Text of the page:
U of T Turned Down Brampton Campus

 

Recently, the city of Brampton announced that Ryerson is looking to become the city's university partner and that the campus—the first satellite location for the downtown Toronto-based school—will form a partnership with Sheridan College (a three-campus institution that boasts the longstanding Davis campus in the city).

The news came out after the province revealed that it received a complete Expression of Interest from the school. Ryerson was the only school that formally expressed interest in the partnership.

Although it's not clear which universities were interested, it appears that the University of Toronto officially declined the opportunity. On March 14, the University of Toronto sent a letter to the city formally declining to further pursue the possibility of a U of T expansion into Brampton.

The letter, sent to Mayor Linda Jeffrey by U of T president Meric S. Gertler, said that the prestigious academic institution appreciated the opportunity to meet with city staff "over the past several months to discuss the province's proposal for university expansion in Brampton." It then went on to say that, following internal consultations with the faculty and academic leadership, the school decided not to pursue the opportunity.

After adding that the school is going to focus on its current commitments, Gertler said that Brampton is "clearly well-positioned to fulfill its potential and increase its profile and influence in the GTA and beyond."

Gertler also said that U of T regularly welcomes Brampton students to its campuses and that it hopes to continue to work with Brampton and local industry to "explore creative partnerships and programming to address the growing demographic and economic opportunities of city and region."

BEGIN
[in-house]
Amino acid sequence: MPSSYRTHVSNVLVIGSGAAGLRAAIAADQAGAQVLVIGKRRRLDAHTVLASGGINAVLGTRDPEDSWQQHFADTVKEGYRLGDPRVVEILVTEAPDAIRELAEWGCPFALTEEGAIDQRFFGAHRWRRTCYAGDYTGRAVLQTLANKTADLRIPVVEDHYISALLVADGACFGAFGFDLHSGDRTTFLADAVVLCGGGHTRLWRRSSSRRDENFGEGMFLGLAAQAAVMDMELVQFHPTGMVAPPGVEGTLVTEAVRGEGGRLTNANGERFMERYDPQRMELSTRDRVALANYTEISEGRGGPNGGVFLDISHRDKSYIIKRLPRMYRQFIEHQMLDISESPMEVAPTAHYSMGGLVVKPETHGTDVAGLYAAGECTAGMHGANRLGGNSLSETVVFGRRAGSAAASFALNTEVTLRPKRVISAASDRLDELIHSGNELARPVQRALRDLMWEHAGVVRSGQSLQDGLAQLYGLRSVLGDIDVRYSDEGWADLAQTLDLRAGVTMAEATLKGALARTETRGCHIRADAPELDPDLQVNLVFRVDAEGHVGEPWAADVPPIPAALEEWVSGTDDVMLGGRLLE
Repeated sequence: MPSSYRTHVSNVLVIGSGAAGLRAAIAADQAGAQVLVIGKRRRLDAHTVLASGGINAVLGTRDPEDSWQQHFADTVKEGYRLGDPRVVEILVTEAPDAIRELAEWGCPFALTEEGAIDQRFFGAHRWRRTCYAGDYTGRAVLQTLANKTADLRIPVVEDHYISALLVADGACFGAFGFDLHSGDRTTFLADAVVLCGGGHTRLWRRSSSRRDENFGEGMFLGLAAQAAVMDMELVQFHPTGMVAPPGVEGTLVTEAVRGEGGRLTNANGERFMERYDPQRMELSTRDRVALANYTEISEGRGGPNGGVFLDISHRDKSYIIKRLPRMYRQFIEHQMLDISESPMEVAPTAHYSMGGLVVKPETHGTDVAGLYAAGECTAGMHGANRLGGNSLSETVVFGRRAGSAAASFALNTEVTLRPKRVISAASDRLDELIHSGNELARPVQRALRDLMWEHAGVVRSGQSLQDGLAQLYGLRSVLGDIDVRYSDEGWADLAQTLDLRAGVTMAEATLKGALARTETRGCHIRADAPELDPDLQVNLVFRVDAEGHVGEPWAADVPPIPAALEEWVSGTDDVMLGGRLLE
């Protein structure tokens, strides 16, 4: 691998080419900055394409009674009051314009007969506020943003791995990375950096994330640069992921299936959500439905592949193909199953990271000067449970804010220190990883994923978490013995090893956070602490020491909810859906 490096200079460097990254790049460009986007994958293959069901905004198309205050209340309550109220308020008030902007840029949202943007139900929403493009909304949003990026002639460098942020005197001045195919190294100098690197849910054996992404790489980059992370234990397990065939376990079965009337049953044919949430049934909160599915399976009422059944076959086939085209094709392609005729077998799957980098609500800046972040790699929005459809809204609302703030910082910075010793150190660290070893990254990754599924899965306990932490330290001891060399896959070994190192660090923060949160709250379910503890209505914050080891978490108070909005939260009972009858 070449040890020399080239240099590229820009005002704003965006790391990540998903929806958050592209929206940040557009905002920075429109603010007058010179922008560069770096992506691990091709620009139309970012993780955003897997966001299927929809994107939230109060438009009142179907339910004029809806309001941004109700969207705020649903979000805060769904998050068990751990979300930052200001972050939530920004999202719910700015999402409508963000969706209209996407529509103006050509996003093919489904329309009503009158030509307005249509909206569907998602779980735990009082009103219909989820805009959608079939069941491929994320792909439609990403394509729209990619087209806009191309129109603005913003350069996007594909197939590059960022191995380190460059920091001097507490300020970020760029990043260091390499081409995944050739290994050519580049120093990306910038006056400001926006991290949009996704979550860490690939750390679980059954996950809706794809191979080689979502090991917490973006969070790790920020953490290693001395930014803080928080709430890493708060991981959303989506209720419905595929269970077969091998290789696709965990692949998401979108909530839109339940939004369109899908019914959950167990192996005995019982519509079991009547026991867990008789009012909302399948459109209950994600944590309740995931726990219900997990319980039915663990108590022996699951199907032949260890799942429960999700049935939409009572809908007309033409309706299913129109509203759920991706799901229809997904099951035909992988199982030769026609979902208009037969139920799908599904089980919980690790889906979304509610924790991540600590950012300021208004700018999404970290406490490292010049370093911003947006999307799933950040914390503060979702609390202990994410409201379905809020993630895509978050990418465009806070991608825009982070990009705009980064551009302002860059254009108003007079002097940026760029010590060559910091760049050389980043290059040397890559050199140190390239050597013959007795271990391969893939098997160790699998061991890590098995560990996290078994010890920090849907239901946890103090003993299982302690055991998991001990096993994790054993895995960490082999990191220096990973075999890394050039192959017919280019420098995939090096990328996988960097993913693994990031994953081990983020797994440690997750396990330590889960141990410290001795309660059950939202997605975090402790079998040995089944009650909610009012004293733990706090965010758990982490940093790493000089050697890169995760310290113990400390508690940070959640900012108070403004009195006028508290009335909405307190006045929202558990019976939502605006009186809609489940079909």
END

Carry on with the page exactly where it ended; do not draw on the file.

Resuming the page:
But although U of T declined to put forth a formal proposal, the news that Ryerson is interested is incredibly exciting—especially since the city will ultimately benefit from another acclaimed institution.

"During my mayoral campaign, I heard loud and clear from the residents of our city that they wanted Brampton to finally get a university. Residents told me they were devastated when the previous Council's attempt failed," Jeffrey said in a statement. "As one of the youngest and most diverse cities in Canada, residents also told me that a university would help improve our reputation. I made acquiring a university a top priority during my first term.  Our city is a prime destination for a university, which is also supplemented by our central position on the Innovation Super Corridor between Waterloo and downtown Toronto."

When the province first put out the call for formal expression of interest, it asked that university applicants be enthusiastic about a strong college partnership. Fortunately for the city, Ryerson appears ready to embark on a partnership with Sheridan.  

"This proposal, when completed, will ensure that Brampton will not only benefit from a university, but a university-college partnership with Sheridan College, one of Canada's most innovative applied colleges," Jeffrey said. "I look forward to learning more about the proposal's details."

The road to the university has been something of an interesting one.

In late 2016, Brampton council fretted over how the $180 million promised by the province to fund the project will be split between it and Milton (the other city set to receive a university partner). Council also wondered where the university would take shape and how much funding they would be responsible for.

Hiccups aside, the plan appears to be moving forward.

Earlier, the province announced that its plan is to create new postsecondary facilities focused on science, technology, engineering, arts and mathematics—subjects often grouped together under the acronym STEAM. The two new sites are part of the second phase of Ontario’s expansion of post-secondary infrastructure. In May of 2015, the province announced the creation of the York University-Markham Centre campus in partnership with Seneca College.

 

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